What a year it’s been for the SKA Project. As we reach the end of the year and start looking ahead to the next, it is a good time to stop and look back at the main achievements of the past year. The SKA’s 2016 Advent calendar, which I encourage you to take a look at, has been doing this by highlighting a milestone every day, but let me just highlight a few of my own here and look to the next year.
Four rounds of negotiations, expertly led by the Italian Foreign Ministry, took place in the past 14 months in Rome to draft the SKA’s intergovernmental treaty and we are now very close to agreement, in no small part due to the excellent work from the negotiators from the Member Countries and from the SKAO Policy team. This document will form the core text of the Convention that establishes the SKA Observatory that will build and operate the world’s largest radio telescope. A major milestone of 2017 will be the signature of the treaty by Member Countries, which we expect to happen in the spring at a ceremony in Rome. This will formally start the process of creation of the intergovernmental body as the Convention is passed to national parliaments and legislatures for ratification.
In the summer, our Communications team ensured a central role for the SKA in the EuroScience Open Forum conference which took place in Manchester, this year’s European City of Science. The SKA was heavily featured, starting with a 25min slot in the opening ceremony hosted by Prof. Brian Cox with live video links to the SKA sites and the premiere of our new – and now award-winning – video trailer, as well as four panel sessions organised by us, in which experts discussed Big Data, Science, Diplomacy and Outreach. Our Indigenous astronomy art exhibition Shared Sky went on display at the nearby Manchester Central Library and attracted many delegates and members of the public, and our engineers and outreach staff interacted in person with festival goers at the highly successful Bluedot festival organised at Jodrell Bank.
In October, some 270 engineers working on the design of the SKA gathered in Stellenbosch, South Africa, for the fourth annual SKA Engineering Meeting, organised by our Engineering team and supported locally by SKA South Africa. This was a very productive meeting to iron out design issues, and the teams are now working hard to implement changes and progress the design to its final stage. As an early Christmas gift rewarding all their work, the SKA project passed its System Preliminary Design Review with flying colours. As we look to next year, two major milestones will be the final SKA Engineering Meeting to take place in Rotterdam on 12-16 June, as well as the Critical Design Reviews for each of the consortia due to start taking place in the second half of the year.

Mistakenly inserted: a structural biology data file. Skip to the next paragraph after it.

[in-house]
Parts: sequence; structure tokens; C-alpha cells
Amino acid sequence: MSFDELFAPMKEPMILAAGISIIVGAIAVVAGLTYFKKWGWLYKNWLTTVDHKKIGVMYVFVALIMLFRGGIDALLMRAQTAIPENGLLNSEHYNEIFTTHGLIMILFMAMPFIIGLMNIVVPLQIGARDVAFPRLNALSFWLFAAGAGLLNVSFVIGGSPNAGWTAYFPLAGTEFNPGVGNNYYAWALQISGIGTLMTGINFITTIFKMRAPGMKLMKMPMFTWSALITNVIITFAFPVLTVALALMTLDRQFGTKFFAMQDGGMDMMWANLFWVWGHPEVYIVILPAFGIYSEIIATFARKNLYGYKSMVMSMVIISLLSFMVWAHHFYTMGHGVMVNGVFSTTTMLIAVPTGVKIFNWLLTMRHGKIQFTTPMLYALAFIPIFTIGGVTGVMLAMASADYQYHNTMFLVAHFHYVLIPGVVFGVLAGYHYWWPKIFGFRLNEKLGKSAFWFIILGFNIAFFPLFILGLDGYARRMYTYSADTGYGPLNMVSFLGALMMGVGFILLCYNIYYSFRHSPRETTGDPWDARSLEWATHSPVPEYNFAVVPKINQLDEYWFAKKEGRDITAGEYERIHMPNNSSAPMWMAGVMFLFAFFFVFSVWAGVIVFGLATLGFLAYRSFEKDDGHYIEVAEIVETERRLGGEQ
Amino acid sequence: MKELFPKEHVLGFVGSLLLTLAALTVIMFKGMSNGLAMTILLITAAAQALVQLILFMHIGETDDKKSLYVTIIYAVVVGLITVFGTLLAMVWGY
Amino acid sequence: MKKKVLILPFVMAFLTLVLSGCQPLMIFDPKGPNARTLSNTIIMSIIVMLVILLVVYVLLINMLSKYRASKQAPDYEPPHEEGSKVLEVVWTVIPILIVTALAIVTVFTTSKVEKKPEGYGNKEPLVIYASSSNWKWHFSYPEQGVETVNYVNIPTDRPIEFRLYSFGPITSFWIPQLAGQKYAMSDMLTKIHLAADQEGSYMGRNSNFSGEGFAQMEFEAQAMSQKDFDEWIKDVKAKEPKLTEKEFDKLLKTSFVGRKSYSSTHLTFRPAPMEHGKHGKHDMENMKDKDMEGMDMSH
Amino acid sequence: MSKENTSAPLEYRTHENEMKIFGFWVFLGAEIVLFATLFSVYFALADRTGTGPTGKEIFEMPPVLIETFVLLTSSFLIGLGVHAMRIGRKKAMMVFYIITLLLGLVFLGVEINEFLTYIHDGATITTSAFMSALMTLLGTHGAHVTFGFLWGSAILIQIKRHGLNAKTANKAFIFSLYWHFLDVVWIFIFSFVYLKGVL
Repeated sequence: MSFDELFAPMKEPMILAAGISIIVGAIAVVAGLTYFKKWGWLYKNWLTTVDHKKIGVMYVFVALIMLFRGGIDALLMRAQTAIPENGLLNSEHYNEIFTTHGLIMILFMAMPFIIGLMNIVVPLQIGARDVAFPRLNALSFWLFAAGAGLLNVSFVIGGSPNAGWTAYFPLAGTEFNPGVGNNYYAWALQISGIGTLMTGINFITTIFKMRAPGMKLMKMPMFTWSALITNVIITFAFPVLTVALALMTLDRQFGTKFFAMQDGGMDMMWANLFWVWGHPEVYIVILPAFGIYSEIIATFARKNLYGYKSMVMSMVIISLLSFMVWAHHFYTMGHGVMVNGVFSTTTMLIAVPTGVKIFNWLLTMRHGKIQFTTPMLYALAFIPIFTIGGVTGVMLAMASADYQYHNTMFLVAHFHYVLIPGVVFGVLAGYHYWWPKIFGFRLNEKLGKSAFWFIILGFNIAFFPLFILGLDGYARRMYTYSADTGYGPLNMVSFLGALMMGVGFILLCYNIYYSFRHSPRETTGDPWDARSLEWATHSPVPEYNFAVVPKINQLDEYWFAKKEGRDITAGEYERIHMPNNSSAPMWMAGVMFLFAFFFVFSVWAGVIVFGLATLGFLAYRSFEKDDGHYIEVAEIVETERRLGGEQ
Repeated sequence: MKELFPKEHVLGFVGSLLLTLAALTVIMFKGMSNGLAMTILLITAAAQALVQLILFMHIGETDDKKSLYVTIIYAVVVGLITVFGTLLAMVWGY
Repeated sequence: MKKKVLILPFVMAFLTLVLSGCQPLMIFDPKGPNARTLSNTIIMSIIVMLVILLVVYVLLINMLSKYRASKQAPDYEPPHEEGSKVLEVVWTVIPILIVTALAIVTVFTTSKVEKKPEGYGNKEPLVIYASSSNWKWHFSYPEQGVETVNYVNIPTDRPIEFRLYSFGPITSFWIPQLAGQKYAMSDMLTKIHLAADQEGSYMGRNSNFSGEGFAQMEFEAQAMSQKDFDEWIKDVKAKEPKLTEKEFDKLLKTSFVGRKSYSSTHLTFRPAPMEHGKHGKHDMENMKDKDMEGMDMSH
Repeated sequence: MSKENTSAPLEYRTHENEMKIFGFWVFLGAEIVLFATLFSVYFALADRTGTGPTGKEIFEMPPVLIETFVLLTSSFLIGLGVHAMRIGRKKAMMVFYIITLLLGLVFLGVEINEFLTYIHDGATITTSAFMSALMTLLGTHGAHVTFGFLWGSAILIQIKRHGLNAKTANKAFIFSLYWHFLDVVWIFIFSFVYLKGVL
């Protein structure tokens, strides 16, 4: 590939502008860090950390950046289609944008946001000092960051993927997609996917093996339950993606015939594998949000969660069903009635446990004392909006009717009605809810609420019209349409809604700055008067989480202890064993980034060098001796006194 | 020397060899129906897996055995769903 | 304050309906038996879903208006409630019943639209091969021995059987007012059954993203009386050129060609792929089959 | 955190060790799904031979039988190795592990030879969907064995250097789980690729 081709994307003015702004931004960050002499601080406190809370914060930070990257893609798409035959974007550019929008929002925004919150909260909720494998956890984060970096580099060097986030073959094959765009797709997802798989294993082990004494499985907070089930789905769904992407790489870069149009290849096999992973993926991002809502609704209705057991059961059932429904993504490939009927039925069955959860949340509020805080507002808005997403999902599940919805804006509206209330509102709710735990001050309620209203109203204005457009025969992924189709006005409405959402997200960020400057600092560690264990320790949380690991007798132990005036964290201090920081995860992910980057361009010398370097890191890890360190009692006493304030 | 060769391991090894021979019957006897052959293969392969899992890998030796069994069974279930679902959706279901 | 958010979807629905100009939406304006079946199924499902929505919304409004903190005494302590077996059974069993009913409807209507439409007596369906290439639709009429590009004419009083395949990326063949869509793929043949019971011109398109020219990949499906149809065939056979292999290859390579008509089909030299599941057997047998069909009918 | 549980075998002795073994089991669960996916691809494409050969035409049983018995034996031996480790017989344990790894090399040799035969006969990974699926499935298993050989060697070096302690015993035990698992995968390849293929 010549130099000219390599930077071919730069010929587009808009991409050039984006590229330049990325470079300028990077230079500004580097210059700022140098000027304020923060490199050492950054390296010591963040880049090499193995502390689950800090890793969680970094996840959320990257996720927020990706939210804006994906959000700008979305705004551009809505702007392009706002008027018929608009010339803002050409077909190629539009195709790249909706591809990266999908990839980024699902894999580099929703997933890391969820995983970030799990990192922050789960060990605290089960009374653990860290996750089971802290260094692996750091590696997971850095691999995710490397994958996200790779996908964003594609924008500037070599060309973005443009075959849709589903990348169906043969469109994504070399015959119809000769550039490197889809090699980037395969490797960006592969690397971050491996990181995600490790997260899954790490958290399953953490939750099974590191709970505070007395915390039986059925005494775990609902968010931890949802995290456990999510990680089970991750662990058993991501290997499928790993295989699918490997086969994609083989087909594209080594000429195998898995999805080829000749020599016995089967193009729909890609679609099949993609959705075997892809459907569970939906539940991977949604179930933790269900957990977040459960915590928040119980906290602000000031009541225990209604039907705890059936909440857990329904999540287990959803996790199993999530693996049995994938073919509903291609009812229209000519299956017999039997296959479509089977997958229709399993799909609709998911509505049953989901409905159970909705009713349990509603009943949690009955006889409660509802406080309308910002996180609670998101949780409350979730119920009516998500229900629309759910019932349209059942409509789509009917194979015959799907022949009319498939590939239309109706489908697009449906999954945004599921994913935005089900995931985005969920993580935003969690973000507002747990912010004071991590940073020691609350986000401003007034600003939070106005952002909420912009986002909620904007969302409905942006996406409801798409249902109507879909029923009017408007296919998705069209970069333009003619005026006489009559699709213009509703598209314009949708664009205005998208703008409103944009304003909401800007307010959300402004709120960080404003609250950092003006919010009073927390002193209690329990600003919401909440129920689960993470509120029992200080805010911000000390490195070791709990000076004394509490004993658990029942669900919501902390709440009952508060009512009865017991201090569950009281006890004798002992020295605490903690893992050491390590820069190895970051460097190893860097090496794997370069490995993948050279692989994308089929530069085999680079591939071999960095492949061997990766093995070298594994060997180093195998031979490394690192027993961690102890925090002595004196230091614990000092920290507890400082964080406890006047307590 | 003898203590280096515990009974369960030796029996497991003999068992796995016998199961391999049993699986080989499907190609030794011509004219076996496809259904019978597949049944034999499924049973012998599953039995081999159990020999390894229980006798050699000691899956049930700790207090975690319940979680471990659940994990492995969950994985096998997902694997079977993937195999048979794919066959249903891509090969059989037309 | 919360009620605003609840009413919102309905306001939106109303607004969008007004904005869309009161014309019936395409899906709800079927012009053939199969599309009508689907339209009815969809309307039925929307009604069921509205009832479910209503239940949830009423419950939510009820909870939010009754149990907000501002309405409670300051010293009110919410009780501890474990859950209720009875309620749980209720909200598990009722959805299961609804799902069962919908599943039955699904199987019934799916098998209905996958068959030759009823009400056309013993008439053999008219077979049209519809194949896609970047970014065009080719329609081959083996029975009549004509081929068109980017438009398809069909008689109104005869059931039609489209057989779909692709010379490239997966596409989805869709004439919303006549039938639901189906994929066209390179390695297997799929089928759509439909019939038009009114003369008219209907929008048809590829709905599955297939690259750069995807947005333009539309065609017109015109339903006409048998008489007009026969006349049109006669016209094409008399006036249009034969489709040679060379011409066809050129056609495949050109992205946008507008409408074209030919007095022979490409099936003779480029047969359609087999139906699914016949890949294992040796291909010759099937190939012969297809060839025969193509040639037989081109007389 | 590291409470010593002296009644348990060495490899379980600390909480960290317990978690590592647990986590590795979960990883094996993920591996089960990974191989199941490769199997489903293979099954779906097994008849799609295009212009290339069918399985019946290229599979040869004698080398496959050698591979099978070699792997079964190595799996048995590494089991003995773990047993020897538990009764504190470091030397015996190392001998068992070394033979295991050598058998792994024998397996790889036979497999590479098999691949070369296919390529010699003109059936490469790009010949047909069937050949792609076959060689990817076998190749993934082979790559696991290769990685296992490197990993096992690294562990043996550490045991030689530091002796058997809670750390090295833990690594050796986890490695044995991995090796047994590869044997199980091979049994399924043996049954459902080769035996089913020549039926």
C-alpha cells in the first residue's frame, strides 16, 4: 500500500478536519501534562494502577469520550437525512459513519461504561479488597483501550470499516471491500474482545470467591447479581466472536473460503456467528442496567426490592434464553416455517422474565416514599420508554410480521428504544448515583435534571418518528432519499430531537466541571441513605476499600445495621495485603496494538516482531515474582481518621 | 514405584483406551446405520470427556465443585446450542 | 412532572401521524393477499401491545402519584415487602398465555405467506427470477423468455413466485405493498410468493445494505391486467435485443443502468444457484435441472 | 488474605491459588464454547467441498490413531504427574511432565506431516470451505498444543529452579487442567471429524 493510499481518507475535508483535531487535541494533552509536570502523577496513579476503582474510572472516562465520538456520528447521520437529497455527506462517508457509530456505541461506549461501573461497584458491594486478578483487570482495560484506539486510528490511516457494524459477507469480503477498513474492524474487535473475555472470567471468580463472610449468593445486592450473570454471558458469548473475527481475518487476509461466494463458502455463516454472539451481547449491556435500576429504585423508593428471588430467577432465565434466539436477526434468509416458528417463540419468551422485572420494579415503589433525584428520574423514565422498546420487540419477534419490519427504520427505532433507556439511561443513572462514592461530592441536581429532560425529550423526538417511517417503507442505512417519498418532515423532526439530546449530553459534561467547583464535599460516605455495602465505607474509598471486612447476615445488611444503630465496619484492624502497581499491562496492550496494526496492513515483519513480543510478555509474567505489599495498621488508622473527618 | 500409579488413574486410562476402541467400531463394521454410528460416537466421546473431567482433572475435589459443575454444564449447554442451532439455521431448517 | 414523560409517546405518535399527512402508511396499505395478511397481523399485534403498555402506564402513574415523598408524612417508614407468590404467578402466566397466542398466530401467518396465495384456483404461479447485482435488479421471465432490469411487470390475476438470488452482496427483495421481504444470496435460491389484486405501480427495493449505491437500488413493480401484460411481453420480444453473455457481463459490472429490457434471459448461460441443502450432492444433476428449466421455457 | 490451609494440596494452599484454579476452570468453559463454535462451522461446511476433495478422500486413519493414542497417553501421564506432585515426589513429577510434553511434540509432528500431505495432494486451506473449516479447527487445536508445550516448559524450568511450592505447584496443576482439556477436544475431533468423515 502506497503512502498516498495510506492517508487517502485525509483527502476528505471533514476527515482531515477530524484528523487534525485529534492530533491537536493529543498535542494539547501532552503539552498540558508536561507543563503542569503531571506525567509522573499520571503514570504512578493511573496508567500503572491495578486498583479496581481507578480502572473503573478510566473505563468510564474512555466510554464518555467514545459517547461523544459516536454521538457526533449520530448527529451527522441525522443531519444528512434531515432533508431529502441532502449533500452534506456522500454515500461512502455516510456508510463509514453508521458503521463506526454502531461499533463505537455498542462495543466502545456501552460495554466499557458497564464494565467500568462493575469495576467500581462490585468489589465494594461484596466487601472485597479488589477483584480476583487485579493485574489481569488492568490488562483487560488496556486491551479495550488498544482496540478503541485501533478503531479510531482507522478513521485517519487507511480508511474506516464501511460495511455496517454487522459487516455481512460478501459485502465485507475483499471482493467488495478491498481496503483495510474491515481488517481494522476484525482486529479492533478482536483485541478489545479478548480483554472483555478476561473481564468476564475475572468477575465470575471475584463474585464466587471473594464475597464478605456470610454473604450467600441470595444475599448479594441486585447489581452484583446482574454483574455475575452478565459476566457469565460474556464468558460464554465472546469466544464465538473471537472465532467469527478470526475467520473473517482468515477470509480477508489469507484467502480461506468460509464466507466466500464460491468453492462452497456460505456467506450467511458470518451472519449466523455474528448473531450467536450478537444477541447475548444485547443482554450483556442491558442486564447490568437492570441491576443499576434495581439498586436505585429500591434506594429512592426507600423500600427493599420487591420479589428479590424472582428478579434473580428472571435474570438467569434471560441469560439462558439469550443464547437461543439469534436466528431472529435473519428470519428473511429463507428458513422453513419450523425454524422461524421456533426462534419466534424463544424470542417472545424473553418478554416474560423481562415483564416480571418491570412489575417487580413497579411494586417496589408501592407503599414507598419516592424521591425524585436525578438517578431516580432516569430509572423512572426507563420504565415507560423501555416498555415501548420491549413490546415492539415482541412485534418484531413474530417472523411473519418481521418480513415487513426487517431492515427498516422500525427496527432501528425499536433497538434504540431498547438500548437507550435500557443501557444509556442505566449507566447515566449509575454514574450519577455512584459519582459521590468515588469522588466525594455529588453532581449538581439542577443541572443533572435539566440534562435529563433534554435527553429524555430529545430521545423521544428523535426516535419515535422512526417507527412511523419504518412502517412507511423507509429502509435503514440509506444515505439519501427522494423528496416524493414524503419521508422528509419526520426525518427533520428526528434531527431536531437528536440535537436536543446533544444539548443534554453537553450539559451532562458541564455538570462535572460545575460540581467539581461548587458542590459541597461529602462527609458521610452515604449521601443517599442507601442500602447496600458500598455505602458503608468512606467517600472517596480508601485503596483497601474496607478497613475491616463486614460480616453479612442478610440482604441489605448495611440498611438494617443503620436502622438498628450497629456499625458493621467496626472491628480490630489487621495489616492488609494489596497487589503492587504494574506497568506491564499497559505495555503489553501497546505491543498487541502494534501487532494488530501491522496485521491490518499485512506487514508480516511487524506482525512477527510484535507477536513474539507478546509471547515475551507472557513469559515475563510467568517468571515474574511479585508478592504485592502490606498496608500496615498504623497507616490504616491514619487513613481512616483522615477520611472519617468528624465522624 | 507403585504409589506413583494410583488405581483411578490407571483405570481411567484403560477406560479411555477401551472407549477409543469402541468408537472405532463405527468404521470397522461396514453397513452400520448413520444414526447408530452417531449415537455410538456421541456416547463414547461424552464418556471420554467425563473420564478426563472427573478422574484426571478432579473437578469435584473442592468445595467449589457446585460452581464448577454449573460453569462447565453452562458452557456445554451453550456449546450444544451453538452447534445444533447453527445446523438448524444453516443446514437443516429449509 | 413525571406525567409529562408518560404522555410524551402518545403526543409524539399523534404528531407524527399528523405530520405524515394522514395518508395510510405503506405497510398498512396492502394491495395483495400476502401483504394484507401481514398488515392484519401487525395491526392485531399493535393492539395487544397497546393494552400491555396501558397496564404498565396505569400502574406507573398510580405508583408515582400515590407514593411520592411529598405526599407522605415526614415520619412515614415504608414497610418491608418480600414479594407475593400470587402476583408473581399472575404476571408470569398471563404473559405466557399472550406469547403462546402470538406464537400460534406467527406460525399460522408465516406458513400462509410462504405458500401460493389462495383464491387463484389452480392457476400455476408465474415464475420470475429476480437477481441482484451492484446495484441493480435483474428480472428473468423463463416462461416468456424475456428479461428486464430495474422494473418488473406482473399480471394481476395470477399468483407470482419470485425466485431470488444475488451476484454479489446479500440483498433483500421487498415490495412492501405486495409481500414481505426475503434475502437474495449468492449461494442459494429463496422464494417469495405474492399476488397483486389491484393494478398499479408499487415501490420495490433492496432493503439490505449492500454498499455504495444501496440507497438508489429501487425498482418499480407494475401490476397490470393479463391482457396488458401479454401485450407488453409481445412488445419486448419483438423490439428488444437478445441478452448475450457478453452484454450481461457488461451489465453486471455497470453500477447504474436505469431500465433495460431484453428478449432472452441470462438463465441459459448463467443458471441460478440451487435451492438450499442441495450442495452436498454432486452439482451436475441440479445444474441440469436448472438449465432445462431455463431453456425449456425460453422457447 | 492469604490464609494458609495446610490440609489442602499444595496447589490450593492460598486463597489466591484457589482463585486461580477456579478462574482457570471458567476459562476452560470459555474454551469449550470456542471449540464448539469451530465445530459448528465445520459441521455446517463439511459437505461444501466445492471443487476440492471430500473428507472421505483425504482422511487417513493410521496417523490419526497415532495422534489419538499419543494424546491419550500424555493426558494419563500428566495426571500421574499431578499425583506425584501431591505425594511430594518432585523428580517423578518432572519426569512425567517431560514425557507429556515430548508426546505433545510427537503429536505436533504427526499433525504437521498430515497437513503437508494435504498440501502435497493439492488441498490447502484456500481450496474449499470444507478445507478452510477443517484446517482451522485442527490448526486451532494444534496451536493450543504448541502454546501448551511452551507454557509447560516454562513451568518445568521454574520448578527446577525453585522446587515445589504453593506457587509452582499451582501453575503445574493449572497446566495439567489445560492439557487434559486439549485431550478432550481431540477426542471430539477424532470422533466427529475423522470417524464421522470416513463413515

Finally, in November, some 200 astronomers gathered in Goa, India, for the Science for the SKA Generation meeting, organised by our Science team with the support from NCRA colleagues in Pune. This meeting was particularly aimed at early-career researchers to develop collaborations in the SKA era. They will be the first generation of users of the SKA, and therefore it is key to engage them already. I was extremely pleased to see the high attendance from young researchers and the diversity at the meeting and by the excellent poster sessions which highlighted some of the groundbreaking research being conducted by these bright young minds. Next year, the SKA will be present in a special session on synergies between future observatories at EWASS, the European Week of Astronomy and Space Science which will take place in Prague, Czech Republic on 26-30 June.
Last but not least, the new SKA global Headquarters at Jodrell Bank which is being graciously funded by the UK Government’s Department for Business, Energy & Industrial Strategy, the University of Manchester and Cheshire East Council, received planning approval, thanks to the support from our Administration team and the University. Construction will shortly start and we expect the building to be ready in Q1 2018. I envisage this building to become an international hub for radio astronomy in the SKA era, and look forward to welcoming the community here from 2018 onwards.
As we close what has been a busy year for all the teams here at the SKA Headquarters but also around the world in the design consortia and the Science Working Groups, let me wish you, on behalf of the SKA Board of Directors and everyone at SKA Organisation, a wonderful festive season and a Happy New Year. We look forward to working with you in 2017 to bring the SKA even closer to construction.
Prof. Phil Diamond